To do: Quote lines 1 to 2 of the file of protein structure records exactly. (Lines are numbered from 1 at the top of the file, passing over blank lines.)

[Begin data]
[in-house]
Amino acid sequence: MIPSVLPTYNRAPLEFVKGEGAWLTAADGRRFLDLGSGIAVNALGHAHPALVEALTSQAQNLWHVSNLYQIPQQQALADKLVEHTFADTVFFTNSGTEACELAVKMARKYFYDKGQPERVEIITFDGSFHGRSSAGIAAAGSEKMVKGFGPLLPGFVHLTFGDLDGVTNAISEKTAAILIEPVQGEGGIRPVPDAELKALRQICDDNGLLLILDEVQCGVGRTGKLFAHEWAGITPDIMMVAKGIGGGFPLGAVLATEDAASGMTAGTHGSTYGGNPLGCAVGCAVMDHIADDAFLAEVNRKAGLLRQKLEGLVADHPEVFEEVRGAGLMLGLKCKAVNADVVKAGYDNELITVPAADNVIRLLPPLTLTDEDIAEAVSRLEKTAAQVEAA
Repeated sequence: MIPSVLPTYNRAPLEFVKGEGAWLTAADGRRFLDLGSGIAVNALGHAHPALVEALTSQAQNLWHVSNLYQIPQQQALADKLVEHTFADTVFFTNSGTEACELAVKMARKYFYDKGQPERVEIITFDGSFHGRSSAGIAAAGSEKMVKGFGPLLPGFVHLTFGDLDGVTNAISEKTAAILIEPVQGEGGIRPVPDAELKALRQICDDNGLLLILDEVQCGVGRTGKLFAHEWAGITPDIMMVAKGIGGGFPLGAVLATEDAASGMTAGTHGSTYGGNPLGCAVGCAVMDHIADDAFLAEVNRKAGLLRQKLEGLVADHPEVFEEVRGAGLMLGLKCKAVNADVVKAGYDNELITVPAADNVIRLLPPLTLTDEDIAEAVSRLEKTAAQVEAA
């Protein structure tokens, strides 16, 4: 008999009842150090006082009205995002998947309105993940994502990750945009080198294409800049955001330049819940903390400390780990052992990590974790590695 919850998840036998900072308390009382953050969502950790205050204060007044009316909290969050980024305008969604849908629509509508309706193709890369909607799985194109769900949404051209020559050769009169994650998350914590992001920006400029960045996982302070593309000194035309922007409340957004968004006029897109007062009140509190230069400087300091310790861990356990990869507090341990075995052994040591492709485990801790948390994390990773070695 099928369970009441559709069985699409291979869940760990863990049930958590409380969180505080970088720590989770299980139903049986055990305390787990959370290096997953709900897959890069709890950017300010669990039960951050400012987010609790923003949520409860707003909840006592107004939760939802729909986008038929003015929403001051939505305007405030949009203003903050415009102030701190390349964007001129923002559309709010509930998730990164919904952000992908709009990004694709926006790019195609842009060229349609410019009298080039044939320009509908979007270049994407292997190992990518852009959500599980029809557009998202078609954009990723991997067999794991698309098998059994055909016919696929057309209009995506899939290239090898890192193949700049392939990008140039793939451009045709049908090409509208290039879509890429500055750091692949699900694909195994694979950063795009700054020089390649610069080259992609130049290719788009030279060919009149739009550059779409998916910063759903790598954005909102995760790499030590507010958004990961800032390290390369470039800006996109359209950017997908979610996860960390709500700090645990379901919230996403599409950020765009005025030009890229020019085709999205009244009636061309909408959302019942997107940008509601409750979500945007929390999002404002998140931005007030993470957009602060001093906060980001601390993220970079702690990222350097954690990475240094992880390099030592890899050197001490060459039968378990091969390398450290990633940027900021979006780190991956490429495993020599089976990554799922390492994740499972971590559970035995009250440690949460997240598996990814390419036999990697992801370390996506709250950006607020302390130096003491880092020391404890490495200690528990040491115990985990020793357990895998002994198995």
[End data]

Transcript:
[in-house]
Amino acid sequence: MIPSVLPTYNRAPLEFVKGEGAWLTAADGRRFLDLGSGIAVNALGHAHPALVEALTSQAQNLWHVSNLYQIPQQQALADKLVEHTFADTVFFTNSGTEACELAVKMARKYFYDKGQPERVEIITFDGSFHGRSSAGIAAAGSEKMVKGFGPLLPGFVHLTFGDLDGVTNAISEKTAAILIEPVQGEGGIRPVPDAELKALRQICDDNGLLLILDEVQCGVGRTGKLFAHEWAGITPDIMMVAKGIGGGFPLGAVLATEDAASGMTAGTHGSTYGGNPLGCAVGCAVMDHIADDAFLAEVNRKAGLLRQKLEGLVADHPEVFEEVRGAGLMLGLKCKAVNADVVKAGYDNELITVPAADNVIRLLPPLTLTDEDIAEAVSRLEKTAAQVEAA